Poem from the Vault: I was afraid of strangers

I was afraid of strangers

When I was young,

I looked before jumping

across puddles

or into relationships.

I rarely spoke

for fear of the flood.

I learned to love

those whose eyes loved me

with the bliss of drowning

and now

it is nothing

to slip on moist words—

my legs collapse underneath me

and on my knees

in this rippling pool,

I smile at you.

[Originally published in Jittering Microscope #3, 1991, this poem also appears in my first novel, Pieces of Home.]

Pieces of Home, my first novel, has been released

It took fourteen years, from start to finish, but I finally published novel #1.

I started writing Pieces of Home in the year 2000. The first draft was 100 pages: a loose collection of scenes. I continued to add, subtract, tweak and refine for several years, then lay it aside for about a decade. During this time, people would occasionally find out I’d written a novel, and ask to see it, so I’d send them a PDF. After a half dozen or so people read it happily and told me they enjoyed it, with no complaints, I started thinking maybe it was time to publish it.

So then I began a process that lasted 8-9 months, much like the gestation of a newborn. There was rereading, rewriting, confusion about ellipses and em dashes. I paid two different people to formally review and edit the book for me. I crafted the text and graphical content in Adobe InDesign CS5, and did the cover in Photoshop. My graphic design background must have paid off because my documents were approved by CreateSpace on the first try.

What is it about?

Skye Thorson—poet, web designer and collector of spoon rests—comes home from public speaking class to discover her house has burned down. Still reeling from her divorce and the loss of her restaurant business, and with no trusted family to fall back on, she goes to stay with her classmate Iya Forsythe and his eccentric relatives. She soon finds herself intensely curious about the puzzling Forsythe family, headed by Orvie and his brother, Marlow. Thrust into the role of part-time parent to an eleven-year-old girl with anger management issues and a fourteen-year-old boy hung up on the contents of a jar in his desk drawer, Skye begins to find the strength to cope with her estranged brother, while picking up the pieces of her own life. Written in the form of a diary, Pieces of Home takes an honest but humorous look at the emotional factors that lead to homelessness, violence and trauma in families.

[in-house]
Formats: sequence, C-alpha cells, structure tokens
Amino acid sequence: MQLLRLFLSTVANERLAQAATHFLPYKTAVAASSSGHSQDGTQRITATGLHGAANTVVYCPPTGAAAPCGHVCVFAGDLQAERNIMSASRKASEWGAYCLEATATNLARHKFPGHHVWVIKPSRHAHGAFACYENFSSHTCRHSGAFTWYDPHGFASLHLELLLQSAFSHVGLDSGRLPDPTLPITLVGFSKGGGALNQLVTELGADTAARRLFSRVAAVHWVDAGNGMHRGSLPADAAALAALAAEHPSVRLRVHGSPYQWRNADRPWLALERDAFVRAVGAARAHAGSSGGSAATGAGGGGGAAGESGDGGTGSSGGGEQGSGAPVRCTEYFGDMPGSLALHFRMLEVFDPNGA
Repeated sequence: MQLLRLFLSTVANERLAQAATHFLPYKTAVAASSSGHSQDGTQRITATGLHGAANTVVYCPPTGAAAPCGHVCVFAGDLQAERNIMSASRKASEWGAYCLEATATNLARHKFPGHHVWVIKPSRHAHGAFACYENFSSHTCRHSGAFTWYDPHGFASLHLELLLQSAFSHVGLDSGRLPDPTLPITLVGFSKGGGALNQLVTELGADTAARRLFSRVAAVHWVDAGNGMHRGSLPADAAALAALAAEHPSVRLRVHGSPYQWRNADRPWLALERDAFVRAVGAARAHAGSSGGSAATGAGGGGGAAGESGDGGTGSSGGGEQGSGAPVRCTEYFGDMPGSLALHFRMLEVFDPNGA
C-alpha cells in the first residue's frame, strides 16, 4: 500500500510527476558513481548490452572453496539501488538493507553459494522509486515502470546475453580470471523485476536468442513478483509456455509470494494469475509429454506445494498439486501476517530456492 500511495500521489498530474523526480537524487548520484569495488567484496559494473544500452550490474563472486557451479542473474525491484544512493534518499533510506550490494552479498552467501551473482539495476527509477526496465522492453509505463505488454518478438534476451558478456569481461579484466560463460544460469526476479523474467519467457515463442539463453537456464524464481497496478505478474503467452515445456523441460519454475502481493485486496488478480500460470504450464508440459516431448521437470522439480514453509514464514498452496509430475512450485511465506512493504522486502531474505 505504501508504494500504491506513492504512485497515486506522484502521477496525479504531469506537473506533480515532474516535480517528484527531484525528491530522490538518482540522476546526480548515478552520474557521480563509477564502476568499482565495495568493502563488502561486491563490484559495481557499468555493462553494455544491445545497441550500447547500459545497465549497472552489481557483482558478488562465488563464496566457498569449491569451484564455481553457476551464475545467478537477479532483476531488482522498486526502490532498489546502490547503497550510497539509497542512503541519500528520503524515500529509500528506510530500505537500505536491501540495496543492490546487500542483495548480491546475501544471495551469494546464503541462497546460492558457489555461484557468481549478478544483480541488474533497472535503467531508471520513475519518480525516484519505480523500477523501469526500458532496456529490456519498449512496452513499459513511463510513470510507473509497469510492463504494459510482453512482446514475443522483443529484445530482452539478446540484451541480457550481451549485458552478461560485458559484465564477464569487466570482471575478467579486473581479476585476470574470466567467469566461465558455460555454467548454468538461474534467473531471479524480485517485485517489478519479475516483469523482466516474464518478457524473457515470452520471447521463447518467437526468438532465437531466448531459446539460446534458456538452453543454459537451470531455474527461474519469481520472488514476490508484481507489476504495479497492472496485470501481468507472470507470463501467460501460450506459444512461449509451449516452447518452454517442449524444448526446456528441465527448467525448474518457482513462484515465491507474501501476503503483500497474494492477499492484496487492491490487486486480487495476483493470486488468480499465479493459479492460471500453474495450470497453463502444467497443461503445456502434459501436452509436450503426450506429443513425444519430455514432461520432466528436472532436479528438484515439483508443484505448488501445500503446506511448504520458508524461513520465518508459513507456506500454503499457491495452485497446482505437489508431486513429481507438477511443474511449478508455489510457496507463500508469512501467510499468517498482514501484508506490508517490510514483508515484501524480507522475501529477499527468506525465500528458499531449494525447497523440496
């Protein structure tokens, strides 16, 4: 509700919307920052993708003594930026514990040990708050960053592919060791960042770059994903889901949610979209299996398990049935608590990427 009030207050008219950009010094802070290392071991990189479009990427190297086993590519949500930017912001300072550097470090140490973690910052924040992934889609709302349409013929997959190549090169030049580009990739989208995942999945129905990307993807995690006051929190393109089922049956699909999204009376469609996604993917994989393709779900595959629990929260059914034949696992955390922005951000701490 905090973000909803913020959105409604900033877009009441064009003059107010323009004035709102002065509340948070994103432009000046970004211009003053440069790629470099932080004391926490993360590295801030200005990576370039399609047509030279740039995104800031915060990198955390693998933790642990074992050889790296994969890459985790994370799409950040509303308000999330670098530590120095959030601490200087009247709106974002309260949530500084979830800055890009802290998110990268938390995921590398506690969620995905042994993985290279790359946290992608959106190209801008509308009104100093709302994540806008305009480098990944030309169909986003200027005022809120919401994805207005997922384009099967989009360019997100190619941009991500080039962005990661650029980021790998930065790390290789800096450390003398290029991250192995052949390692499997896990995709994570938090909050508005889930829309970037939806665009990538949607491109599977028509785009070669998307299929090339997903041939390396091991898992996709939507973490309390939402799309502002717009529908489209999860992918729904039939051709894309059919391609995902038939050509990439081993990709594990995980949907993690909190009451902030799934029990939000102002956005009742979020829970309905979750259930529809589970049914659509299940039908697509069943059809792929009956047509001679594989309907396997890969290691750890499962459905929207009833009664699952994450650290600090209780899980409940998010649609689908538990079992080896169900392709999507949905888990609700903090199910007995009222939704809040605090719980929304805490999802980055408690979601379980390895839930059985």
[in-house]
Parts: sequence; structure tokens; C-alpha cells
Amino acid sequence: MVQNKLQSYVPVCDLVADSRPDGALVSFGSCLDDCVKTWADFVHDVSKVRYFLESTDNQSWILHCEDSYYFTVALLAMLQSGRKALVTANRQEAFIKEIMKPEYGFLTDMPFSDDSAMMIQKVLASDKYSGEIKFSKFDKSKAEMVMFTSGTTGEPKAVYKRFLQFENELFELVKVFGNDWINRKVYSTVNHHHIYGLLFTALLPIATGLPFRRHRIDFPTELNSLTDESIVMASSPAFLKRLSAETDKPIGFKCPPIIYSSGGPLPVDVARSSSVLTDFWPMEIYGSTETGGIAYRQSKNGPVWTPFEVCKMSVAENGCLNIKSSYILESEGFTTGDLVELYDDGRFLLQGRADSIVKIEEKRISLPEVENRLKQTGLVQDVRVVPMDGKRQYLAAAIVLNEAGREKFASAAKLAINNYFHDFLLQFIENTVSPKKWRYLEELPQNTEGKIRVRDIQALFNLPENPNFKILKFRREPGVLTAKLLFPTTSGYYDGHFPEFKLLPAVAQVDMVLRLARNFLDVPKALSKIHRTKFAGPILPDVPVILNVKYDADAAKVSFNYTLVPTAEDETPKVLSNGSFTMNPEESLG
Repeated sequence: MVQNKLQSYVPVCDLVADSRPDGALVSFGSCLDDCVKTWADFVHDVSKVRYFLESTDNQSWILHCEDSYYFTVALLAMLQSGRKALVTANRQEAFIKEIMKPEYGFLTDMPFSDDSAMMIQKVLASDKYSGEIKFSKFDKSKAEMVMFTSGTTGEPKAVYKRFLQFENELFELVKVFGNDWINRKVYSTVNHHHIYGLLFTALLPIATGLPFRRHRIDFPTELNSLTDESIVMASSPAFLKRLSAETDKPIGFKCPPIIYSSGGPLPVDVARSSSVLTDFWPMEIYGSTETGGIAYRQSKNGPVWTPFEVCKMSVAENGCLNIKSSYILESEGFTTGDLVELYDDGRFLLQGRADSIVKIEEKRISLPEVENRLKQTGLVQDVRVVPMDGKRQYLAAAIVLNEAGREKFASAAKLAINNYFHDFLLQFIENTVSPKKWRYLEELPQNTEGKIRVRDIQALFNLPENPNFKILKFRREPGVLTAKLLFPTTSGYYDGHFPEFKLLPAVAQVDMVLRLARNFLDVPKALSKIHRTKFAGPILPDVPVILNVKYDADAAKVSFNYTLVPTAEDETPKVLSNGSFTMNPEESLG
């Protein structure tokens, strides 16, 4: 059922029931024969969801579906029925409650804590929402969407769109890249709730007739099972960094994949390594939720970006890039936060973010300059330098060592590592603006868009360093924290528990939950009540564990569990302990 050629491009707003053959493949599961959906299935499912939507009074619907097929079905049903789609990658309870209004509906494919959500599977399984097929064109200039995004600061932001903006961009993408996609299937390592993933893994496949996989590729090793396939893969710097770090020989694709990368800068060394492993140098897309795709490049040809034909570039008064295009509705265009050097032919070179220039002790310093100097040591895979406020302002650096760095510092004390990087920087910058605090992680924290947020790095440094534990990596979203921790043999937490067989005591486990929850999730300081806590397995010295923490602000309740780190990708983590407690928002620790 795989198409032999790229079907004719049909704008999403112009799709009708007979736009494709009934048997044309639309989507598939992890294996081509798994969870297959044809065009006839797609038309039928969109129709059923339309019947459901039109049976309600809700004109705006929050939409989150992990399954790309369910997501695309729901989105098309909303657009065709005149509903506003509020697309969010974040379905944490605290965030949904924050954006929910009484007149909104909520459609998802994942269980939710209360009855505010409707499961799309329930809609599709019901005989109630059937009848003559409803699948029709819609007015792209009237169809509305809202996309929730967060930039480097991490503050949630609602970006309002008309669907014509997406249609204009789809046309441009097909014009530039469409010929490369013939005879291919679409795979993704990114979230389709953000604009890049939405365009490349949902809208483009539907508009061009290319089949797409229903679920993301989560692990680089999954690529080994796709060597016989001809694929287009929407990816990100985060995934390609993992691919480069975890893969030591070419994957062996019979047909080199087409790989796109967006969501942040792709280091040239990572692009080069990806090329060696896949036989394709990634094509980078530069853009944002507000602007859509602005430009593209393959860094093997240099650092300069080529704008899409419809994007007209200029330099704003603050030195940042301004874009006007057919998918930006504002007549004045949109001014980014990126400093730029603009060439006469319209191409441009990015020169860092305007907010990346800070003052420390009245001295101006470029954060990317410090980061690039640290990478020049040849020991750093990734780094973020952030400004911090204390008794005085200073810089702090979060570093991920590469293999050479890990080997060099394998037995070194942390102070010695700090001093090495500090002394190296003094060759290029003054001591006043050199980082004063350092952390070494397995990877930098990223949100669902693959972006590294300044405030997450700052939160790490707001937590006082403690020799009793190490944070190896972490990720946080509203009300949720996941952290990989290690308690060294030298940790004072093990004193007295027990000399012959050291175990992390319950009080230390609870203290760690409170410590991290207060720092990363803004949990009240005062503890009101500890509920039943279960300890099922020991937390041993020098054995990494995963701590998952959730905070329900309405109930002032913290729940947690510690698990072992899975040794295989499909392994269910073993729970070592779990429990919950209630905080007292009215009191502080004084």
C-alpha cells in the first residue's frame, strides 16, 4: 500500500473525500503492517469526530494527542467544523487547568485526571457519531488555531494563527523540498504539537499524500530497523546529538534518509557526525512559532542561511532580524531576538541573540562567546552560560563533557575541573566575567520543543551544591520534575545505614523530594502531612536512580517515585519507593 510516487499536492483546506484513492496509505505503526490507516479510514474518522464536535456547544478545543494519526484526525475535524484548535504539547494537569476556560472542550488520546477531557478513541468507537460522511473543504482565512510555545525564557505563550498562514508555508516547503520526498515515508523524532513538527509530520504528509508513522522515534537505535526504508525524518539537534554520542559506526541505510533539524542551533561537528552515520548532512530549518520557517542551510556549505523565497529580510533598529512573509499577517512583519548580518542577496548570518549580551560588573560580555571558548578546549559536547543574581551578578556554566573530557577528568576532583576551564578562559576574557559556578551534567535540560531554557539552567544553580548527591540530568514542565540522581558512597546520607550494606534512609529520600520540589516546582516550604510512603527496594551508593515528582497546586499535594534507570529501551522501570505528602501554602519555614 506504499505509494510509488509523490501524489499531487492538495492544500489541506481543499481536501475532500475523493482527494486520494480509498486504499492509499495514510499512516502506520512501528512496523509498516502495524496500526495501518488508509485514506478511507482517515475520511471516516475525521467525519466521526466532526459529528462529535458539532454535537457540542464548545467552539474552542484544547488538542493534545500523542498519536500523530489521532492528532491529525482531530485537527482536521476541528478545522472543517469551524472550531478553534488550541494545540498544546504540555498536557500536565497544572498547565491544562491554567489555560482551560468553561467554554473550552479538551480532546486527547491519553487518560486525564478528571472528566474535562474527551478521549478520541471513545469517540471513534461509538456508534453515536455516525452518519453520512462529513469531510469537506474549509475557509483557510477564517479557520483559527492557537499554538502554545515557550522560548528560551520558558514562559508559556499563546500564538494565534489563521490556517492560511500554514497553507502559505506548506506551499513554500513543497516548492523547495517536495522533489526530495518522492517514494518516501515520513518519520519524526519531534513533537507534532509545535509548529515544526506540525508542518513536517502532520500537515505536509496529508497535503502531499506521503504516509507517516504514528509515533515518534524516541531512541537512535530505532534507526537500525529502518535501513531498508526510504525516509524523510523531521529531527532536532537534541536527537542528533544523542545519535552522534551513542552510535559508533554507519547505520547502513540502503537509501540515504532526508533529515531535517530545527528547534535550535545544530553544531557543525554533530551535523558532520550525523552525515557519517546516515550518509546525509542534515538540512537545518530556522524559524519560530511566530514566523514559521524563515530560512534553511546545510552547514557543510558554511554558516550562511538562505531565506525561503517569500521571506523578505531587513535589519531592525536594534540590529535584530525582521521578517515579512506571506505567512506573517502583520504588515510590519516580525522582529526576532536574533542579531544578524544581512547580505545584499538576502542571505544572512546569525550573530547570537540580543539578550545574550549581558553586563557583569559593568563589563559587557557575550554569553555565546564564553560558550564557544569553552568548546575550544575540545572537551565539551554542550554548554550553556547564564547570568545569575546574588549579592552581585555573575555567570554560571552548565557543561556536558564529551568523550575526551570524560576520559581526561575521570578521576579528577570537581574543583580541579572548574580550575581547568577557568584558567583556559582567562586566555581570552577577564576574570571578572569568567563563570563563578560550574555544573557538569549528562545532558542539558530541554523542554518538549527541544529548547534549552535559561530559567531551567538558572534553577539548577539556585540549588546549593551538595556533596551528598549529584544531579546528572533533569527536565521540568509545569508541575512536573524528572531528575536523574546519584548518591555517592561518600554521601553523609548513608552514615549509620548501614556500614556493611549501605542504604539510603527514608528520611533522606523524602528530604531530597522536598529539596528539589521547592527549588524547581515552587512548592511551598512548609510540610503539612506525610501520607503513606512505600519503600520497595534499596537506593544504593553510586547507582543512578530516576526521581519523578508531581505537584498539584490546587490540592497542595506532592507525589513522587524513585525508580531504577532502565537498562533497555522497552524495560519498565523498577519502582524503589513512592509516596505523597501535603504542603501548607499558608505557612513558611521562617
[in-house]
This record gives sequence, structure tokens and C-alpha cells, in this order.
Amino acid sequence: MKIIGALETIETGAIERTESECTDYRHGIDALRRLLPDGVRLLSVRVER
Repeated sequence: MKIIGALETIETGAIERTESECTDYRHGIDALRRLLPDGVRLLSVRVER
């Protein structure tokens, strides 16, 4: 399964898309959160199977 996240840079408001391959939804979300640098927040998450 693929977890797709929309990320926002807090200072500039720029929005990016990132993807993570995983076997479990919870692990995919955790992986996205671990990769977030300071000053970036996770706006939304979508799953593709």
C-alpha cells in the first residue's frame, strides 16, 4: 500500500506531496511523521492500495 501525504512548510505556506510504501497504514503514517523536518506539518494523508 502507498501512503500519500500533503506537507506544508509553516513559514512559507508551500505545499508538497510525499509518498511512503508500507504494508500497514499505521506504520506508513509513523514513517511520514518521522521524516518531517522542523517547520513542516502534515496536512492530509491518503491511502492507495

Pieces_of_Home_Cover_for_KindleHow can I buy Pieces of Home?

1. You can purchase the book via Amazon in the USA, or in the UK, or France, Germany, Italy or Spain. At some point it will also be available in Canada.

2. If you have a CreateSpace account or don’t mind signing up for one, you can purchase it via this link.

3. If you would like a signed copy, please contact me directly. The cost will be $16, which includes shipping to anywhere in the USA.

4. There’s also a Kindle version coming.

Why Amazon?

Some of you think of Amazon as this evil global empire, but I still remember when I moved to Seattle in the mid-nineties, and they were a cute local website that called itself “Earth’s Biggest Bookstore.” When they started selling Compact Discs (remember those?) I was thrilled. By the time they added Kitchen stuff and and Clothing, I was concerned they might be overdoing it, by by that point I was working in the tech industry myself. Convenience and good customer service won the day for me, both as an Amazon shopper and as a Print On Demand Author.

Which brings me to…

Why CreateSpace?

The Print on Demand model really appeals to me, because the book doesn’t exist in a book shaped form until someone orders one, then they print it and ship it to you. I have a friend (Franetta McMillian) who used CreateSpace to publish two of her books, and I read about other authors’ success with it as well. The fact that they were willing to do an Editorial Eval of my book for just $199 was a big plus. I went with an independent editor for the nitty gritty editing, however, as it was much more affordable to do so.